A kind and gentle young woman placed one hand on each of my shoulders and said to me, and I quote: "It's just 'stuff' they're destroying. Some of these companies destroy 'people'." She was a member of CUPE, as I discerned by the flag that her compatriot was carrying, and more obviously, the button she was wearing attached to the strap of her bag.

I admit, that despite her gentle demeanour, I pulled violently away from her, removing her hands from my shoulders and began screaming in her face, causing a small escalation of the situation; flailing my arms around, pointing at the destruction, I yelled at the top of my lungs, "this doesn't serve your f***ing cause!" -- among other things.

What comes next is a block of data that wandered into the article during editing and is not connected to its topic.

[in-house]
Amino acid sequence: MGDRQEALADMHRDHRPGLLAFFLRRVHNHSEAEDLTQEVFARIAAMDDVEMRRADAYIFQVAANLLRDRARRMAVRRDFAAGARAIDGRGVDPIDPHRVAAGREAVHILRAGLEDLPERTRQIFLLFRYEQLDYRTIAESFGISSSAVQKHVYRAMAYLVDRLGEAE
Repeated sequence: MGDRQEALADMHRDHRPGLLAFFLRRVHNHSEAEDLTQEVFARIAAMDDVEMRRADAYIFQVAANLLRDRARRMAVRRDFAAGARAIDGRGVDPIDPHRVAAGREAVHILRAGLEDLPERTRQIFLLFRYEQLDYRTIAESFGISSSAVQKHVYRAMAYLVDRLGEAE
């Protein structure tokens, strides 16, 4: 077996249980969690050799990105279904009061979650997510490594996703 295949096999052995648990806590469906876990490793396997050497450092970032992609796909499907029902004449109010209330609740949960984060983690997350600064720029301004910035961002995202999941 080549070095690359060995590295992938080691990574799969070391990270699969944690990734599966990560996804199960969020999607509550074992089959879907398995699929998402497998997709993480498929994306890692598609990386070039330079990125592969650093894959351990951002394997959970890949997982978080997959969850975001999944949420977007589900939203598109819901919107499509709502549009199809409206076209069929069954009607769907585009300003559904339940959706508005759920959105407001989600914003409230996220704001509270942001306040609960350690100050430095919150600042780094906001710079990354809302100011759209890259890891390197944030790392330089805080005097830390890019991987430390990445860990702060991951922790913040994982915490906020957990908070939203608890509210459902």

Multiple other labour protesters approached me and at this point and started being a little more -- let's say -- negatively engaging.

Despite the fact they were now swearing and yelling like myself, they almost seemed to be desperately pleading with me to see their worldview; "fucking windows can be replaced, dude!" one very tall man yelled, holding an Ontario Federation of Labour placard.

It was clear to me at this point that I was witnessing he mentality of "diversity of tactics" in plain view, as the woman who initially approached me yelled.

"I don't support this destruction. But it's not that big of a deal! It's just glass!" She proceeded to say that "we're on the same side." But I'm not sure where she got that impression. Perhaps because at some point I said that I too, was against the G20 being held in Toronto.